Quality of life indexes gaining ground
Measuring well-being is beginning to challenge measuring "stuff" in national reporting
GDP tracks national output using money flows, which its inventor Simon Kuznets warned was never intended to measure overall progress. GDP reporting in mass media became a "fetish". GDP focuses economic competition between nations, justifying interest rates on their sovereign bonds. GDP obsesses politicians seeking election and all business leaders. Media amplify GDP in their global echo chambers. Investors and security analysts follow GDP in benchmarking performance of securities and central bankers.
GDP still obscures important aspects of national progress: education, health, the state of infrastructure and the environment. Un-priced "externalities," such as pollution, get passed on to taxpayers and future generations. Such false accounting, ignoring social and environmental costs, is then reflected in GDP.
It has taken thirty years to make the needed corrections to GDP because it is defended by economists, business leaders, politicians, powerful ministries and even statistical agencies in most countries (Henderson, IPS 2007). GDP perpetuates the false prices from externalizing costs to societies, such as BP's massive oil well blowout in the Gulf of Mexico.
When societies are blinded to longer-term threats by incorrect prices in stock markets and GDP, then financial crises and social backlashes will worsen.
NGOs, academics and professionals in many disciplines have created new indexes beyond economics. To correct GDP, they call for inclusion of externalities and for the some 50% of productive work in all societies that is unpaid and ignored in GDP ("Total Productive System of an Industrial Society"). They face opposition from special interests making money by externalizing costs. Indicators beyond GDP include the UN's Human Development Index (HDI), the Living Planet Index, Ecological Footprint, Bhutan's Gross National Happiness and the Canadian Index of Wellbeing.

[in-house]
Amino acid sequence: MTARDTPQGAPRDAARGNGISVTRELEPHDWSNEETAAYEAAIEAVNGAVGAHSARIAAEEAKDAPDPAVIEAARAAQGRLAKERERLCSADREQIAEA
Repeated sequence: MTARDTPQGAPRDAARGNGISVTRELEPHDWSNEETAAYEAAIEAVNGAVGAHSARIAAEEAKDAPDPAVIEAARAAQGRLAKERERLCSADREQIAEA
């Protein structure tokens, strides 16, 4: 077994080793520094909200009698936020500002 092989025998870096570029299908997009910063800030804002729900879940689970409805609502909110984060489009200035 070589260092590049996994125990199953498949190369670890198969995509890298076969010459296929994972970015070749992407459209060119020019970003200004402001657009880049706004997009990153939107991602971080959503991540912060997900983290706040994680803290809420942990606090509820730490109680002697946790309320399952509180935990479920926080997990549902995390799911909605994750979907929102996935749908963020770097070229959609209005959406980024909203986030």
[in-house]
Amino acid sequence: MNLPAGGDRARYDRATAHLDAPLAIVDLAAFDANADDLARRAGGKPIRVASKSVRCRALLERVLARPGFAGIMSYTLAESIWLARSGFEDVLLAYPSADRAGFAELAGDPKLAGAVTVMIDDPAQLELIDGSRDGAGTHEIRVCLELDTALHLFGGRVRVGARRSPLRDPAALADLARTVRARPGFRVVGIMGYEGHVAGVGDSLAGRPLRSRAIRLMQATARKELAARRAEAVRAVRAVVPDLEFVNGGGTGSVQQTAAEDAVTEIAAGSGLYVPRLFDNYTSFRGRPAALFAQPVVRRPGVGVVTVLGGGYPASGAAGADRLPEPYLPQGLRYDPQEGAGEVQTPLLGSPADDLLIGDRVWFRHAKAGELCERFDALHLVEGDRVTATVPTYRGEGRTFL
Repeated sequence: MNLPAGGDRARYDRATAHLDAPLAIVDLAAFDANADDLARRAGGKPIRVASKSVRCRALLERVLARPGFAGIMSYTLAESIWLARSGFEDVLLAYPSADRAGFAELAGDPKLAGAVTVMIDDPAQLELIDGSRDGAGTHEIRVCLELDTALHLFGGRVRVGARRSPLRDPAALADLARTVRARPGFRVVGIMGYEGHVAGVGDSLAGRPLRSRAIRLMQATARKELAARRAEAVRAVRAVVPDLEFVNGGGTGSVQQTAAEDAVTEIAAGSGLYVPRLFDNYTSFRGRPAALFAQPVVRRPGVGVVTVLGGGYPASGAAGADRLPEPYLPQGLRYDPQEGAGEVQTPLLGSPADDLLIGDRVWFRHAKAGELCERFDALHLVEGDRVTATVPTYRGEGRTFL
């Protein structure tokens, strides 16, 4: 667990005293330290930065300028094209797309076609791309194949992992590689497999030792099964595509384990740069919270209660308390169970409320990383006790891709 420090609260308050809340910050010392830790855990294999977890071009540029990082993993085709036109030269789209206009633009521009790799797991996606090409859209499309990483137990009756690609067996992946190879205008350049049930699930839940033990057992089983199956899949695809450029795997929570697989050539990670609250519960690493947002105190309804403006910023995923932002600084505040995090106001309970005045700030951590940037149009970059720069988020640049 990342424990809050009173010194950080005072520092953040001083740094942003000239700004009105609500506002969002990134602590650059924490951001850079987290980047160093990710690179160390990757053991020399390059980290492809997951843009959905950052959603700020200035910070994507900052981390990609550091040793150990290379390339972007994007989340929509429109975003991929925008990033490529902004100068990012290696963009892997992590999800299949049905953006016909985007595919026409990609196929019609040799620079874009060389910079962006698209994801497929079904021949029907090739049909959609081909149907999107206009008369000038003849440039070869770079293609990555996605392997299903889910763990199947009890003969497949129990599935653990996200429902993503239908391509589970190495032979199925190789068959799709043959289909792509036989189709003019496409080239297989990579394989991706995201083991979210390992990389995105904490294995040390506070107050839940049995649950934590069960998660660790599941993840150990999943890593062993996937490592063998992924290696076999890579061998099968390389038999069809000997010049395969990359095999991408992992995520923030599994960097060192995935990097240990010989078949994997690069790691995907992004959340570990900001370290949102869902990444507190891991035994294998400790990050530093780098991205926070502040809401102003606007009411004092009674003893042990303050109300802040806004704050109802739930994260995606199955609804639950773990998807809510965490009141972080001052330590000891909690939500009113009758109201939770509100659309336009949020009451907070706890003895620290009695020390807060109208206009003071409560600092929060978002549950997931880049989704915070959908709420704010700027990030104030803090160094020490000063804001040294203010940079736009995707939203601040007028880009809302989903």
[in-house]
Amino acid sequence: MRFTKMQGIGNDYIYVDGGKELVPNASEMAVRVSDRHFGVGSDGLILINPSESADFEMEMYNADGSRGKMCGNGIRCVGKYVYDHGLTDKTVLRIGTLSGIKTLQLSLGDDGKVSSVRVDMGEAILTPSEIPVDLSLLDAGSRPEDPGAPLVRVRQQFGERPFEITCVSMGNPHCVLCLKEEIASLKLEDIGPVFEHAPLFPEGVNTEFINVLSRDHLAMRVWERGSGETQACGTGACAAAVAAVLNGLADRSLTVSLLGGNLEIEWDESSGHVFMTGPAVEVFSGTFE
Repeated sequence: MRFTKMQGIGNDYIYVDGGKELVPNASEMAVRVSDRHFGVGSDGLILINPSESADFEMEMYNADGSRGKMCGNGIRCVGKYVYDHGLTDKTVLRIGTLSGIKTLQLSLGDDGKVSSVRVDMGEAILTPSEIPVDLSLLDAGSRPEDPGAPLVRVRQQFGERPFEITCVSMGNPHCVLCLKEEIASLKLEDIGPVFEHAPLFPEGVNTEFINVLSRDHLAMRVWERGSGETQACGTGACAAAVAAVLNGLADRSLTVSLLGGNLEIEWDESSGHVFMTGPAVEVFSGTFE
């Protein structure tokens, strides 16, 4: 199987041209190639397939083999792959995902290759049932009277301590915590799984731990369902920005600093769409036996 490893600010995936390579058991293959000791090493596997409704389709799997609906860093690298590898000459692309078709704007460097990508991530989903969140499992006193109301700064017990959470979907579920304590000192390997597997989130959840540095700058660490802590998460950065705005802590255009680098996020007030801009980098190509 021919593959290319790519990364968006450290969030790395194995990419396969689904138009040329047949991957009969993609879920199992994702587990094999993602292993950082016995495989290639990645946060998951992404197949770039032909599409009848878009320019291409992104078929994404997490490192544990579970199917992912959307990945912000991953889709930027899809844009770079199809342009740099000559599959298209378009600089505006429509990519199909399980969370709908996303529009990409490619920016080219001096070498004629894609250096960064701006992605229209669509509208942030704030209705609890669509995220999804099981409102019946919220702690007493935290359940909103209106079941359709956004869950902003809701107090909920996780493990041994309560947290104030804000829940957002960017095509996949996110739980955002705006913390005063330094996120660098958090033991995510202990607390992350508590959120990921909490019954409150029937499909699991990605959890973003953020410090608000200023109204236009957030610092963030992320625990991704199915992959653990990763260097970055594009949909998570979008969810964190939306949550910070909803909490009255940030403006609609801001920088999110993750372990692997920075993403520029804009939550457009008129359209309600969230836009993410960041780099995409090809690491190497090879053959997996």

The Calvert-Henderson Quality of Life Indicators, which I co-created with the Calvert Group in 2000, uses a web-based dashboard with 12 indicators. Britain is developing an Index of Wellbeing, similar to that in Canada. China's innovative Green GDP revealed environmental costs of its rapid economic growth which should be deducted from its GDP. It was quashed – in spite of public support ("New Scorecards for Real National Progress").
In 2011, the powerful OECD launched its Better Life Index. I interviewed chief statistician Dr. Martine Durand on its eleven components: housing, income and wealth, jobs, community, education, environment, governance, health, life satisfaction, safety and work-life balance, all using robust data sets. Your Better Life Index allows interactive comparisons of some indicators across selected countries, based on users' priorities. This and their "wikiprogress" site invites the involvement of citizens.
Most of the new indicators avoid direct confrontation with GDP proponents. EUROSTAT's 2011 conference did not challenge GDP's false pricing and externalized costs. Such timidity is understandable in facing the power of special interests and their profits in "business as usual" externalizing costs models.
History is now on the side of OECD's Better Life Index and the growing influence of all the other new indicators mentioned. The European Parliament voted to approve the Beyond GDP report and a new regulation on Environmental Economic Accounts.
Examining poverty gaps and inequality is paramount. OECD's Durand noted that inequality factors will be accounted. US Secretary of State Hillary Clinton emphasizes the importance of measuring gender inequalities, such as in the UN's HDI and the focus of the US-based Center for Partnership Studies. National security or military indicators are also vital, like those in HDI and in the Calvert-Henderson Quality of Life Indicators, which adds infrastructure and energy-GDP ratios to focus on efficiency.
The OECD's Global Green Growth program will cover resource efficiency, similar to the TEEB report approach, as well as social standards for global companies. Most scorecards use objective research rather than subjective approaches to "happiness" which is indefinable and culturally-biased (Exploring Happiness). The Better Life Index and all these better scorecards are in Ethical Markets' focus in our Green Transition Scoreboard®, Transforming Finance initiative and Beyond GDP surveys.
This article was also published on the Corporate Social Responsibility Newswire
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